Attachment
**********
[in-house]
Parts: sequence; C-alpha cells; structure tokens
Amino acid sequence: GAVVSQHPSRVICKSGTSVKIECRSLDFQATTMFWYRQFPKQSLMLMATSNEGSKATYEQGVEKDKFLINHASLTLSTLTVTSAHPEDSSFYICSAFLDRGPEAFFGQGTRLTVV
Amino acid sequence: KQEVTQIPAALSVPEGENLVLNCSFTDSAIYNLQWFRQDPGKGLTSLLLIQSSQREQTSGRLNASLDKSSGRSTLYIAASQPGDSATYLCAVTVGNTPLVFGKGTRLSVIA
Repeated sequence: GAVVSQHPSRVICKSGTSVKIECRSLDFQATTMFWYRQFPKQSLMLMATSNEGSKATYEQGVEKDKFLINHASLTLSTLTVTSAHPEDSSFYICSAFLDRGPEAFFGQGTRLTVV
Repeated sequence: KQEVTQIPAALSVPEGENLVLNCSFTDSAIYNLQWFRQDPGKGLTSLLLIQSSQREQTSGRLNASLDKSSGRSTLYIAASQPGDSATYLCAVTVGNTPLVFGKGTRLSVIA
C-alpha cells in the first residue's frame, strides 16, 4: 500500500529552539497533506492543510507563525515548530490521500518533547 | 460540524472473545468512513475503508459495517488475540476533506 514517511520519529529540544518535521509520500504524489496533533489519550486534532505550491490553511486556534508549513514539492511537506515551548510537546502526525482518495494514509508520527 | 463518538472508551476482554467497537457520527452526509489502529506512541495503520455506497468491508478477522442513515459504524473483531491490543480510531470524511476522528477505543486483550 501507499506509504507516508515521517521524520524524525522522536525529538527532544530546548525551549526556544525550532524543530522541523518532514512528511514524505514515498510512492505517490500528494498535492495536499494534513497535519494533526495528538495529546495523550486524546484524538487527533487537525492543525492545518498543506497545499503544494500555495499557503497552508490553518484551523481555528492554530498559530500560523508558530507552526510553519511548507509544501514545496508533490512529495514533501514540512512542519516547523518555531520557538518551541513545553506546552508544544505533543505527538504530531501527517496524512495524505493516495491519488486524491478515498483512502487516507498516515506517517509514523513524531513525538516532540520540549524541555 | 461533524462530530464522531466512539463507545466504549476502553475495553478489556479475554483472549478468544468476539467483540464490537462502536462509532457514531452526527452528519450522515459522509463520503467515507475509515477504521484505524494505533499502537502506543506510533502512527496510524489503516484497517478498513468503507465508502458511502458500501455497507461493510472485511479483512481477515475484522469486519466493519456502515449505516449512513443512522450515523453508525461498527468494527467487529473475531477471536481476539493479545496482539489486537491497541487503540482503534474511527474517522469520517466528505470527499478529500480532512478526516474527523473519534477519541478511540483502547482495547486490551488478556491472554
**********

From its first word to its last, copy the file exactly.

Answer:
[in-house]
Parts: sequence; C-alpha cells; structure tokens
Amino acid sequence: GAVVSQHPSRVICKSGTSVKIECRSLDFQATTMFWYRQFPKQSLMLMATSNEGSKATYEQGVEKDKFLINHASLTLSTLTVTSAHPEDSSFYICSAFLDRGPEAFFGQGTRLTVV
Amino acid sequence: KQEVTQIPAALSVPEGENLVLNCSFTDSAIYNLQWFRQDPGKGLTSLLLIQSSQREQTSGRLNASLDKSSGRSTLYIAASQPGDSATYLCAVTVGNTPLVFGKGTRLSVIA
Repeated sequence: GAVVSQHPSRVICKSGTSVKIECRSLDFQATTMFWYRQFPKQSLMLMATSNEGSKATYEQGVEKDKFLINHASLTLSTLTVTSAHPEDSSFYICSAFLDRGPEAFFGQGTRLTVV
Repeated sequence: KQEVTQIPAALSVPEGENLVLNCSFTDSAIYNLQWFRQDPGKGLTSLLLIQSSQREQTSGRLNASLDKSSGRSTLYIAASQPGDSATYLCAVTVGNTPLVFGKGTRLSVIA
C-alpha cells in the first residue's frame, strides 16, 4: 500500500529552539497533506492543510507563525515548530490521500518533547 | 460540524472473545468512513475503508459495517488475540476533506 514517511520519529529540544518535521509520500504524489496533533489519550486534532505550491490553511486556534508549513514539492511537506515551548510537546502526525482518495494514509508520527 | 463518538472508551476482554467497537457520527452526509489502529506512541495503520455506497468491508478477522442513515459504524473483531491490543480510531470524511476522528477505543486483550 501507499506509504507516508515521517521524520524524525522522536525529538527532544530546548525551549526556544525550532524543530522541523518532514512528511514524505514515498510512492505517490500528494498535492495536499494534513497535519494533526495528538495529546495523550486524546484524538487527533487537525492543525492545518498543506497545499503544494500555495499557503497552508490553518484551523481555528492554530498559530500560523508558530507552526510553519511548507509544501514545496508533490512529495514533501514540512512542519516547523518555531520557538518551541513545553506546552508544544505533543505527538504530531501527517496524512495524505493516495491519488486524491478515498483512502487516507498516515506517517509514523513524531513525538516532540520540549524541555 | 461533524462530530464522531466512539463507545466504549476502553475495553478489556479475554483472549478468544468476539467483540464490537462502536462509532457514531452526527452528519450522515459522509463520503467515507475509515477504521484505524494505533499502537502506543506510533502512527496510524489503516484497517478498513468503507465508502458511502458500501455497507461493510472485511479483512481477515475484522469486519466493519456502515449505516449512513443512522450515523453508525461498527468494527467487529473475531477471536481476539493479545496482539489486537491497541487503540482503534474511527474517522469520517466528505470527499478529500480532512478526516474527523473519534477519541478511540483502547482495547486490551488478556491472554